sys provision asm { }
sys provision avr { }
sys provision fps { }
sys provision gtm { }
sys provision lc { }
sys provision ltm {
level minimum
}
sys provision pem { }
sys provision swg { }
2.
Highlight and copy the output information and include it with your support case.
Open a support case
If you cannot find the answer to your problem using the resources listed above, you can open a support case
online, using F5 Support (f5.com/support).
Before you open a support case, you need to log in to F5. If you do not have an F5 login, you’ll need to register for
one.
To register for support access
1. Navigate to login.f5.com.
2. Click Register for an F5 Support Account.
3. Enter your email address.
4. Enter your contact information. If you have a support contract, click I have a support contract
and need access to MySupport.
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OPTIMIZING THE SUPPORT EXPERIENCE—Engage F5 Support
5. Enter your serial number or registration key in the Serial Number or Registration Key (optional)
field.
Once you’ve submitted your information, your service contract is reviewed. If your information is
accurate you receive an email from MySupport, and you can use this to open your case.
Send information to Support
Once you have the information listed in “Gather information to open a support case”, transfer it to F5 technical
support following the steps in “Share diagnostic files with F5 technical support”. For more information, refer to
AskF5 article: K2486: Providing files to F5 Technical Support.
Share diagnostic files with F5 technical support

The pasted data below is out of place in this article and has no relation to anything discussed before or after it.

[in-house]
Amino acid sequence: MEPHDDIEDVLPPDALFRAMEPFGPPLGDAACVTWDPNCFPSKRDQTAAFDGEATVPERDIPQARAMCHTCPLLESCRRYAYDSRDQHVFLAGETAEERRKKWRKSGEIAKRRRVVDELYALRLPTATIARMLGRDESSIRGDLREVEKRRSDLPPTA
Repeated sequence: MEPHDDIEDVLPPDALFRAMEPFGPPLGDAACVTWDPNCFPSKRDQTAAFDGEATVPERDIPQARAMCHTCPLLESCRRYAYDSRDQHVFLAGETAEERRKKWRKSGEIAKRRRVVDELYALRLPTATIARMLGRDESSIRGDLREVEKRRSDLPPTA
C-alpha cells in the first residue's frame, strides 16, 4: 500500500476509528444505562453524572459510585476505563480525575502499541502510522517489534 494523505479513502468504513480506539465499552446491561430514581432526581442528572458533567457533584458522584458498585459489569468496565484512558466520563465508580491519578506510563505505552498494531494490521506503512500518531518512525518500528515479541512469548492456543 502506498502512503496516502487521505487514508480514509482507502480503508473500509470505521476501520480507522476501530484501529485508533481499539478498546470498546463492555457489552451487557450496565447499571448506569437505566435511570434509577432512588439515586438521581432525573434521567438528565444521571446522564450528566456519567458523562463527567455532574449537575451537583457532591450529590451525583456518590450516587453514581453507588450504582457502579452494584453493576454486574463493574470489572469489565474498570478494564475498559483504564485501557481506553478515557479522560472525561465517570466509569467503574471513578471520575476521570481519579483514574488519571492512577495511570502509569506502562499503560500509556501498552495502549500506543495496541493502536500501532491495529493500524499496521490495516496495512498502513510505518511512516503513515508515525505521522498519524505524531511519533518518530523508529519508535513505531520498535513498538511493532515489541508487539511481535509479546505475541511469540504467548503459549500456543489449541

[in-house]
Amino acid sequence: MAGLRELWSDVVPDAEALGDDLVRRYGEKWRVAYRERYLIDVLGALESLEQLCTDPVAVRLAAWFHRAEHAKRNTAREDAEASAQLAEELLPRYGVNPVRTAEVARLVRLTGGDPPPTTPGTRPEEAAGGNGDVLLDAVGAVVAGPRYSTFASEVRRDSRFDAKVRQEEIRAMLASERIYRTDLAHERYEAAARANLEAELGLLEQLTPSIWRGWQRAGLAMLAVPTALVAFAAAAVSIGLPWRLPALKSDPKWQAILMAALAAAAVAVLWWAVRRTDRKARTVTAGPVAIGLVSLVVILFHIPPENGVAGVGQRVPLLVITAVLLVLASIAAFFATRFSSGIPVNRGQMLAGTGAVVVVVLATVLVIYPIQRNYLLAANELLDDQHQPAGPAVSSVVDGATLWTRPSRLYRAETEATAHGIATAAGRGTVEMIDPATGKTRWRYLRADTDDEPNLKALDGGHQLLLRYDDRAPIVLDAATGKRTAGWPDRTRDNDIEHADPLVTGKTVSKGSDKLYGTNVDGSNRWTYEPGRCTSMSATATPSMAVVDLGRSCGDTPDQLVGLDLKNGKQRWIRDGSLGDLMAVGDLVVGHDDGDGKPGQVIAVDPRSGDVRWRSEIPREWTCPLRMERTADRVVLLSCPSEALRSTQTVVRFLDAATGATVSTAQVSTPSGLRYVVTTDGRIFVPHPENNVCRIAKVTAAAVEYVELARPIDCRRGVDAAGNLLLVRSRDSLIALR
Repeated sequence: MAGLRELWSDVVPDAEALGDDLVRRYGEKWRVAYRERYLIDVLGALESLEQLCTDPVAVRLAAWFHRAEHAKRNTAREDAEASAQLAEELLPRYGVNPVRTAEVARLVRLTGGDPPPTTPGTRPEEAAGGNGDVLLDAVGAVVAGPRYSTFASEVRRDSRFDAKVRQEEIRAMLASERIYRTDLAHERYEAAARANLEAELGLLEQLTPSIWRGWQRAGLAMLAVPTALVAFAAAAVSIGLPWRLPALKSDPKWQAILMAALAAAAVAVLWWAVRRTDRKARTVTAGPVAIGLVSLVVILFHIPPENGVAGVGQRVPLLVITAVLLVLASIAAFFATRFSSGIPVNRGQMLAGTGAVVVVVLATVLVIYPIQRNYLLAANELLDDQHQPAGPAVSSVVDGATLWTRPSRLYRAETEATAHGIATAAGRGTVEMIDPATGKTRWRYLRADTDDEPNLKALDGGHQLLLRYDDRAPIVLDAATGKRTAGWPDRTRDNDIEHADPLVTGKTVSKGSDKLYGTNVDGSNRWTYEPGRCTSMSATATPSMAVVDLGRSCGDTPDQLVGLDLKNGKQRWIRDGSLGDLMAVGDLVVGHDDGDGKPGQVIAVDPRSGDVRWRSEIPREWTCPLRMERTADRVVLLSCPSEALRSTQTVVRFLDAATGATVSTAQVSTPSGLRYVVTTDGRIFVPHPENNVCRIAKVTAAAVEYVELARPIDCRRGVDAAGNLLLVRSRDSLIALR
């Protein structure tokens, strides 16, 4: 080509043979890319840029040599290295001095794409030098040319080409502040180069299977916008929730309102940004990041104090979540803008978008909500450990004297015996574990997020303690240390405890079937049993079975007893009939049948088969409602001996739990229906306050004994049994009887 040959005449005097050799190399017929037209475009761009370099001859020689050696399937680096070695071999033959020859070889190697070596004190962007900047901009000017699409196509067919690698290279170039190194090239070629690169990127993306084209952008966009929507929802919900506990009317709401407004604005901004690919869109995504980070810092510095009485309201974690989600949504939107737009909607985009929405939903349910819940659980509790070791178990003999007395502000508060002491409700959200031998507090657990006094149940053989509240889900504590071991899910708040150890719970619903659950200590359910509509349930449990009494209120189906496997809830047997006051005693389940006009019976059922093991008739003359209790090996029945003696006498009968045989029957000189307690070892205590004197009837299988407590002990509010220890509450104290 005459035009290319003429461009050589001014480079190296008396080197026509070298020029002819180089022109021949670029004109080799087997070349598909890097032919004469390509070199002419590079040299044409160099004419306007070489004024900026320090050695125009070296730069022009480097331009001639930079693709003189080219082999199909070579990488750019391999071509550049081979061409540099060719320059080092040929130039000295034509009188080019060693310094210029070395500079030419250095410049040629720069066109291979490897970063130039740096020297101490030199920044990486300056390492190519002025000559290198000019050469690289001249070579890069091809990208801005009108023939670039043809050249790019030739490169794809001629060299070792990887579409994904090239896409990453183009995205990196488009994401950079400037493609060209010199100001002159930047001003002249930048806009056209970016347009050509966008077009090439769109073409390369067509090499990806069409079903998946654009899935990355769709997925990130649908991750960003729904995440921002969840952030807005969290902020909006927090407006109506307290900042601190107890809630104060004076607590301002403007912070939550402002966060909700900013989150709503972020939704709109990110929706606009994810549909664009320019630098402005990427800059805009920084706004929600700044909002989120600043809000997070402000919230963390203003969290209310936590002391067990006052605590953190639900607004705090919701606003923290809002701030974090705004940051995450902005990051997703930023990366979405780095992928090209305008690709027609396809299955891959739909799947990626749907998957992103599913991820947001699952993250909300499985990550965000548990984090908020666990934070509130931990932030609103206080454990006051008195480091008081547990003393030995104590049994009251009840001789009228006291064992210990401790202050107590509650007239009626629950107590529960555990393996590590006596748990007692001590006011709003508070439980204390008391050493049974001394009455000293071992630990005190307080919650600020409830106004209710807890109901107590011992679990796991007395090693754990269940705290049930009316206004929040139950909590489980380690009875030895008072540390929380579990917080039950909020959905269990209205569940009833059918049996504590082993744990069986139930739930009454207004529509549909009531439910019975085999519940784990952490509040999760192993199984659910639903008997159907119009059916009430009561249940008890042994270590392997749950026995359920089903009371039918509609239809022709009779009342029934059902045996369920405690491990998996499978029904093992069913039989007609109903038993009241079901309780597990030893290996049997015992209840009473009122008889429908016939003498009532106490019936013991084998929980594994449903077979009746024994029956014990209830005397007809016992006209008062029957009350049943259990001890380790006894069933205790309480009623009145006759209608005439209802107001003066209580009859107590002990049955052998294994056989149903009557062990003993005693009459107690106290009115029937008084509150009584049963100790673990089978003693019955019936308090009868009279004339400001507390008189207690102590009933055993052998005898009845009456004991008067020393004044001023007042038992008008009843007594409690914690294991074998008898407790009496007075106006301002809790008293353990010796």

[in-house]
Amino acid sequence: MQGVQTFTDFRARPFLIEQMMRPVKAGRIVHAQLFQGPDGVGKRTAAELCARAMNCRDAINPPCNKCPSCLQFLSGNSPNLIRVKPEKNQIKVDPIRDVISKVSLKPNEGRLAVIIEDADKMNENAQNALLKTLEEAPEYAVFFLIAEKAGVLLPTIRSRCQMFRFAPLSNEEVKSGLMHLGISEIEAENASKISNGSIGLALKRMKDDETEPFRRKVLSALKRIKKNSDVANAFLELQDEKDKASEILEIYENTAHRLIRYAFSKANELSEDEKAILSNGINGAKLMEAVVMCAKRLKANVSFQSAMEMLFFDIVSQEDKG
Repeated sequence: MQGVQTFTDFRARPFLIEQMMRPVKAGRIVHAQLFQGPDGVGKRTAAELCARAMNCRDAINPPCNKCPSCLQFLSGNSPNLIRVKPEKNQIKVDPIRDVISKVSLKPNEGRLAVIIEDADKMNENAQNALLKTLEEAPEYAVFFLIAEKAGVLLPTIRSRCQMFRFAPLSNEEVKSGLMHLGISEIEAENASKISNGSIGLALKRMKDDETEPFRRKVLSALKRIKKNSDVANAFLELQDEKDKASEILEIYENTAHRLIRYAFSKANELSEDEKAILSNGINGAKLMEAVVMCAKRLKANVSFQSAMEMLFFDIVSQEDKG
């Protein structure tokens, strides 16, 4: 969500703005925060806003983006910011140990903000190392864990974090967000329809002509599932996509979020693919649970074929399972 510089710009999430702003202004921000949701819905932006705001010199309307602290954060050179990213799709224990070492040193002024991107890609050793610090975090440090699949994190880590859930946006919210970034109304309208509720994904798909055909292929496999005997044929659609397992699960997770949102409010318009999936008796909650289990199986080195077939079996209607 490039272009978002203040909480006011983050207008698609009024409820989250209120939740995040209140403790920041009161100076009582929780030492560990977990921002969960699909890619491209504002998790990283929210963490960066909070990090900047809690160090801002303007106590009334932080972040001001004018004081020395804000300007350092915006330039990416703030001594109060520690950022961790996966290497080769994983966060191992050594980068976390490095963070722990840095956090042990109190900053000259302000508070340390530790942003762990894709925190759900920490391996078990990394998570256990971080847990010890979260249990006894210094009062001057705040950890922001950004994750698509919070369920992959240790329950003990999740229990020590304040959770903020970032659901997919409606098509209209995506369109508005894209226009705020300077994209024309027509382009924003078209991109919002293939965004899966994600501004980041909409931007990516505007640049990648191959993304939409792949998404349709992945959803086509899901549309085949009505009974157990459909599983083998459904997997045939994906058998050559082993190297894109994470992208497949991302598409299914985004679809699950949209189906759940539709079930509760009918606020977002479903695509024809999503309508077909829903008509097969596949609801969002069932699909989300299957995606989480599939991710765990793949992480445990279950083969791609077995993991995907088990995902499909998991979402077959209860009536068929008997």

F5 technical support may require diagnostic files to help resolve technical support issues. Upload files to F5 using
one of the following two methods:
•
Upload qkview diagnostic files to BIG-IP iHealth (ihealth.f5.com).
•
Upload/downloading files using the F5 Dropbox (dropbox.f5.com). User name and password required.
Upload qkview diagnostic files to BIG-IP iHealth
The preferred method for providing a qkview diagnostic file to F5 Support is to upload the file to the BIG-IP iHealth
website. BIG-IP iHealth allows you to quickly diagnose the health and proper operation of your BIG-IP system. For
more information about using BIG-IP iHealth, refer to the BIG-IP iHealth chapter of the TMOS Operations Guide.
Upload/download files using the F5 Dropbox
The F5 Dropbox site is a widely available file repository for exchanging incoming and outgoing diagnostic files with
the F5 Technical Support team. The dropbox.f5.com site supports HTTP, FTP, and SFTP for transferring files to F5,
and FTP and SFTP for retrieving files from F5.
User name and password
Access to the F5 Dropbox is associated with an open support ticket number with syntax CXXXXXX or
1-########. The user name provided to the F5 Dropbox site is the ticket number, and the password provided is
an email address of a user associated with the ticket.
For example, if joeuser@example.com has opened ticket C123456, he would log in to the F5 Dropbox using the
following information:
User name: C123456
Password: joeuser@example.com
If joeuser@example.com has opened ticket 1-12345678, he would log in to the F5 Dropbox using the following
information:
159
OPTIMIZING THE SUPPORT EXPERIENCE—Engage F5 Support
User name: 1-12345678 Password: joeuser@example.com
For additional information regarding uploading and downloading files using the F5 Dropbox , refer to AskF5 article
K2486: Providing files to F5 Technical Support.
160
LEGAL NOTICES—
Legal Notices
Trademarks
AAM, Access Policy Manager, Advanced Client Authentication, Advanced Firewall Manager, Advanced Routing,
AFM, APM, Application Acceleration Manager, Application Security Manager, Applications without Constraints,
ARX, AskF5, ASM, BIG-IP, BIG-IP EDGE GATEWAY, BIG-IQ, BIG-IP iControl, Cloud Extender, CloudFucious,